The introduction preceding each article orients the student to the general theory of the author and relates the particular article to the other materials in the book. The individual introductions also include particular historical events surrounding each article so students can read the pieces in context. The editors have also selected substantial pieces by each contributor and have avoided excerpting wherever possible.
Critical Theory: Selected Essays – Max Horkheimer
Publisher’s description: These essays, written in the 1930s and 1940s, represent a first selection in English from the major work of the founder of the famous Institute for Social Research in Frankfurt. Horkheimer’s writings are essential to an understanding of the intellectual background of the New Left and the to much current social-philosophical thought, including the work of Herbert Marcuse. Apart from their historical significance and even from their scholarly eminence, these essays contain an immediate relevance only now becoming fully recognized.
One-Dimensional Man – Herbert Marcuse
Publisher’s description: One of the most important texts of modern times, Herbert Marcuse’s analysis and image of a one-dimensional man in a one-dimensional society has shaped many young radicals’ way of seeing and experiencing life. Published in 1964, it fast became an ideological bible for the emergent New Left. As Douglas Kellner notes in his introduction, Marcuse’s greatest work was a ‘damning indictment of contemporary Western societies, capitalist and communist.’ Yet it also expressed the hopes of a radical philosopher that human freedom and happiness could be greatly expanded beyond the regimented thought and behaviour prevalent in established society. For those who held the reigns of power Marcuse’s call to arms threatened civilization to its very core. For many others however, it represented a freedom hitherto unimaginable.
Grand Hotel Abyss: The Lives of the Frankfurt School – Stuart Jeffries
Publisher’s description: In 1923, a group of young radical German thinkers and intellectuals came together to at Victoria Alle 7, Frankfurt, determined to explain the workings of the modern world. Among the most prominent members of what became the Frankfurt School were the philosophers Walter Benjamin, Theodor Adorno, Max Horkheimer, and Herbert Marcuse. Not only would they change the way we think, but also the subjects we deem worthy of intellectual investigation. Their lives, like their ideas, profoundly, sometimes tragically, reflected and shaped the shattering events of the twentieth century.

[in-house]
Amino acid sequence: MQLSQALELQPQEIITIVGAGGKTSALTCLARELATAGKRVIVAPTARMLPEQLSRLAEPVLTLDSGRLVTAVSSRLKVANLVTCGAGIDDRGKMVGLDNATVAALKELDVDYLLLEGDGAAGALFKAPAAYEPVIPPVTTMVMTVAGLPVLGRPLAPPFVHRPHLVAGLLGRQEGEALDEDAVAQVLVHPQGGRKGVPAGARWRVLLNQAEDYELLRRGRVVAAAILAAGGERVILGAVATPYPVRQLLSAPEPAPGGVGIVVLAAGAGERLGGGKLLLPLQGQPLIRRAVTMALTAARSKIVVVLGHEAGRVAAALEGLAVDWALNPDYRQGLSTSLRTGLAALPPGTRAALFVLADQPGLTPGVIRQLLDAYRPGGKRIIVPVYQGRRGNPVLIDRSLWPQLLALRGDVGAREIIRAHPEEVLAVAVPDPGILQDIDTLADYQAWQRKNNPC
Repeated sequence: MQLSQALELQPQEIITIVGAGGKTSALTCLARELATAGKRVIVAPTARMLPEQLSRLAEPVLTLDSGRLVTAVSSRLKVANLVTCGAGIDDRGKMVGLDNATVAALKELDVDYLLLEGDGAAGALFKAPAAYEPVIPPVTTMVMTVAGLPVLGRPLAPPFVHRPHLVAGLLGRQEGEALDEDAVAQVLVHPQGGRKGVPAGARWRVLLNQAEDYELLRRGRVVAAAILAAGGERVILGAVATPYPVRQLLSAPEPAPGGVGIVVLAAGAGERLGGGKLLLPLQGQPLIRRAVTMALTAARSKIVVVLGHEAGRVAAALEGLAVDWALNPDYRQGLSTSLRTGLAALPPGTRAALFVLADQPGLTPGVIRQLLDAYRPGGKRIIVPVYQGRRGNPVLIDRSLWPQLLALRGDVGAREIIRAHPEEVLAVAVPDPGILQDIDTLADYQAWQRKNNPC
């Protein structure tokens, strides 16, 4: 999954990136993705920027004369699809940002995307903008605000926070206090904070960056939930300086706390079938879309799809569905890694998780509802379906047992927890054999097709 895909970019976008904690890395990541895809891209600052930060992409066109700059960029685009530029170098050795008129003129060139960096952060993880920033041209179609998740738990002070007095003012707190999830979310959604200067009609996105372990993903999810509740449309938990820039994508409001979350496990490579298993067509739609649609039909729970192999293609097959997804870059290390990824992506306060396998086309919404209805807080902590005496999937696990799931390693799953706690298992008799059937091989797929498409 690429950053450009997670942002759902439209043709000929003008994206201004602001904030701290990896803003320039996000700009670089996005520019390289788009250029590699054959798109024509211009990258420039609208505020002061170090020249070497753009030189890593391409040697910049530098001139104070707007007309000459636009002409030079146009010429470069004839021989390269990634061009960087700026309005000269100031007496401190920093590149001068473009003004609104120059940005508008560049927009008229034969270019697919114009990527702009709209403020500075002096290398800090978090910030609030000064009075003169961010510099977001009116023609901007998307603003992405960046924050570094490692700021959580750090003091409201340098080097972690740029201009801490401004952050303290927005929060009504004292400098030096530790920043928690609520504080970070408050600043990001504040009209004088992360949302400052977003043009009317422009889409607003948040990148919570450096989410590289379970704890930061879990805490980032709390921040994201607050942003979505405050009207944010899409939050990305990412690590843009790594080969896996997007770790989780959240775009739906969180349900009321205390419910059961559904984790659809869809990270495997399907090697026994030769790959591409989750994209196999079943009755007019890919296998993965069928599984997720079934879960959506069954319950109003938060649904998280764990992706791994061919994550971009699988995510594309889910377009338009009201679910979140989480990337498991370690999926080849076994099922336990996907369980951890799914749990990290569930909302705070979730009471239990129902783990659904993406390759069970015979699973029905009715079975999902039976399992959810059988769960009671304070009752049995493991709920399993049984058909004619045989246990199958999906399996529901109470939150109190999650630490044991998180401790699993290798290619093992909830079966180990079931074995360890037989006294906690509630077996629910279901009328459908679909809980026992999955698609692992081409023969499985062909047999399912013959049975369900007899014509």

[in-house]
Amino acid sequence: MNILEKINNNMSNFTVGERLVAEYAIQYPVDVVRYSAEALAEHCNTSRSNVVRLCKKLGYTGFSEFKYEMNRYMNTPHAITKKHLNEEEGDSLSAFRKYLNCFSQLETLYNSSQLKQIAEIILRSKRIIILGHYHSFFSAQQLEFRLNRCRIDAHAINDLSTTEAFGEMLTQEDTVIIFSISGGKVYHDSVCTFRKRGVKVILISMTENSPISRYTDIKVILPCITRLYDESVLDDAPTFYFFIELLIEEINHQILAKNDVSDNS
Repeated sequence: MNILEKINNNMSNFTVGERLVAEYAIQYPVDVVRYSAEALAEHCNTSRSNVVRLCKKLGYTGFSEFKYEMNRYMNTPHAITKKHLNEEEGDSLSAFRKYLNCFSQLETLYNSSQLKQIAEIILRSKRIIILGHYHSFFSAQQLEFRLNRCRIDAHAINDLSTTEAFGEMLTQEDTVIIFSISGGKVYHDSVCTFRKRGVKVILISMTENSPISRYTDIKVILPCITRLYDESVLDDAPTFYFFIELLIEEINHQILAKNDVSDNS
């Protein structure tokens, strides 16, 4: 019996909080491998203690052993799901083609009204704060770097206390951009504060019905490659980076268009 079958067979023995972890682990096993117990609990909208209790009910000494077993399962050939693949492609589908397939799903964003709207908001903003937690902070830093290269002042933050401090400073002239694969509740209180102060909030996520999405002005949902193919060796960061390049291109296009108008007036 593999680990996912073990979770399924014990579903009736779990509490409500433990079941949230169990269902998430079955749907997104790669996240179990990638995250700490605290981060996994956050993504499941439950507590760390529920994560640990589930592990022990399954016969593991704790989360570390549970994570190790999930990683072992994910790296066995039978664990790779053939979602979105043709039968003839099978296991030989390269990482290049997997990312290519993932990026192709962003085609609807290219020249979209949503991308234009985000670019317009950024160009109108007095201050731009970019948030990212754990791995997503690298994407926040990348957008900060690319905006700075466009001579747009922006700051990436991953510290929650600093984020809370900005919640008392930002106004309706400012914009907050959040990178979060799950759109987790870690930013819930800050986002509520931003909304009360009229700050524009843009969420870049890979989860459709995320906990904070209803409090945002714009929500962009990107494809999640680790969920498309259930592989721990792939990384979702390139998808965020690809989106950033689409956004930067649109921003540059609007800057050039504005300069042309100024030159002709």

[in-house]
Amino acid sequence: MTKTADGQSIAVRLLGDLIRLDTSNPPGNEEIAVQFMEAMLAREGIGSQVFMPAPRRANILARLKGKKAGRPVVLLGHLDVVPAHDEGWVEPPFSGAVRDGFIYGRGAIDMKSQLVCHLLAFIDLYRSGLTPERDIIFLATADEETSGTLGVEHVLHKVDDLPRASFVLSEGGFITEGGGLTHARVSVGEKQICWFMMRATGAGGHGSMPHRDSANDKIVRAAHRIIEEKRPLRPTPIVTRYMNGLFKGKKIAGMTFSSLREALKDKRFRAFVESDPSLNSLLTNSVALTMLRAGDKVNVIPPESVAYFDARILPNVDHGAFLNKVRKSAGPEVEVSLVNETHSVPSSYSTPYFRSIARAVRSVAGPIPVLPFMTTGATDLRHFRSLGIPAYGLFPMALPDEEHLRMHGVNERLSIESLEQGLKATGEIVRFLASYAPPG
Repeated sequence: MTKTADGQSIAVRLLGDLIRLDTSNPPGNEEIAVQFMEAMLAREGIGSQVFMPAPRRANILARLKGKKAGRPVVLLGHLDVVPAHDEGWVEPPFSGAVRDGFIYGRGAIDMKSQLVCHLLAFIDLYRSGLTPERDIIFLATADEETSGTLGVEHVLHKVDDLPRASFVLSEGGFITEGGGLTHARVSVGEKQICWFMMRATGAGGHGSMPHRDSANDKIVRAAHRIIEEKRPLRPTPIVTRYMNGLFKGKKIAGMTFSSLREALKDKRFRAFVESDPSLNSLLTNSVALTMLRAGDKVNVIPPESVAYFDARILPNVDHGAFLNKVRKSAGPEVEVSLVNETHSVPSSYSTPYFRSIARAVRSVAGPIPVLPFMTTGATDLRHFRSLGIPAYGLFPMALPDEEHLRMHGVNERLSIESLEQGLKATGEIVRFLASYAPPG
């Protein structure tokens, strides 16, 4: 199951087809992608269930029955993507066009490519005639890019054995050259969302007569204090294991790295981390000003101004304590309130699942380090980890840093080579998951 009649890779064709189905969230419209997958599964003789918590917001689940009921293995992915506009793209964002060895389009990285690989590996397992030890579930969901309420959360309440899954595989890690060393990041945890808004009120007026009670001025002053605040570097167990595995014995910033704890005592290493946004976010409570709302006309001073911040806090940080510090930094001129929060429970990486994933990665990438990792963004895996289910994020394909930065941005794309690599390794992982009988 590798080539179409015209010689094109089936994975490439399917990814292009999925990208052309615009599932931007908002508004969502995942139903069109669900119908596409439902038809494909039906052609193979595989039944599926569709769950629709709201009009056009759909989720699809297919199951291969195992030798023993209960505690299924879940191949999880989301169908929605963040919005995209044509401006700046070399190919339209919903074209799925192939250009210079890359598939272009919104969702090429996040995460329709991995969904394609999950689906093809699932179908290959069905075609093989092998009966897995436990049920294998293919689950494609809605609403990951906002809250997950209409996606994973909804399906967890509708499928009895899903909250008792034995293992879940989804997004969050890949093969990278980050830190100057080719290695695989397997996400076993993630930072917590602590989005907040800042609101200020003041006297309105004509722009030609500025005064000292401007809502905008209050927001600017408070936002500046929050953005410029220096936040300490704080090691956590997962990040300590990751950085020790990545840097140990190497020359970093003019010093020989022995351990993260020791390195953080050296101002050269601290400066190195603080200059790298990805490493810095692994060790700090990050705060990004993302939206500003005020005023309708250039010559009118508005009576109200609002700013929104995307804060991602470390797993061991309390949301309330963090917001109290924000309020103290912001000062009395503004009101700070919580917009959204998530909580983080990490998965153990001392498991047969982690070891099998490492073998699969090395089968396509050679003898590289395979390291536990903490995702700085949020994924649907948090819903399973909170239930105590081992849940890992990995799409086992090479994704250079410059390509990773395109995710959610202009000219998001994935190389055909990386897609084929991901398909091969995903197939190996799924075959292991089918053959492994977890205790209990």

Grand Hotel Abyss combines biography, philosophy, and storytelling to reveal how the Frankfurt thinkers gathered in hopes of understanding the politics of culture during the rise of fascism. By taking popular culture seriously as an object of study—whether it was film, music, ideas, or consumerism—the Frankfurt School elaborated upon the nature and crisis of our mass-produced, mechanised society. Grand Hotel Abyss shows how much these ideas still tell us about our age of social media and runaway consumption.
The following sources were used to build this list:
University Course Syllabi:
- CTSJ186: Introduction to Critical Theory – Occidental College
- CS500A: Introduction to Critical Theory – San Francisco Art Institute
- PHIL4804: Critical Theory – University of Central Florida
- Seminar in Frankfurt School Critical Theory
- PHIL343: Critical Theory: Immanent Critique – University of Oregon
- ENG211: Introduction to Critical Theory and Practice – University of British Columbia
- Bibliography for the Stanford Encyclopedia of Philosophy article on Critical Theory
- Bibliography for the Internet Encyclopedia of Philosophy article on Critical Theory
If you want to learn more about critical theory, you can find a collection of free articles, videos, and podcasts here.
You might also be interested in the following reading lists:
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A History of Western Philosophy in 500 Essential Quotations – Lennox Johnson
Category: Reference | Length: 145 pages | Published: 2019
Publisher’s Description: A History of Western Philosophy in 500 Essential Quotations is a collection of the greatest thoughts from history’s greatest thinkers. Featuring classic quotations by Aristotle, Epicurus, David Hume, Friedrich Nietzsche, Bertrand Russell, Michel Foucault, and many more, A History of Western Philosophy in 500 Essential Quotations is ideal for anyone looking to quickly understand the fundamental ideas that have shaped the modern world.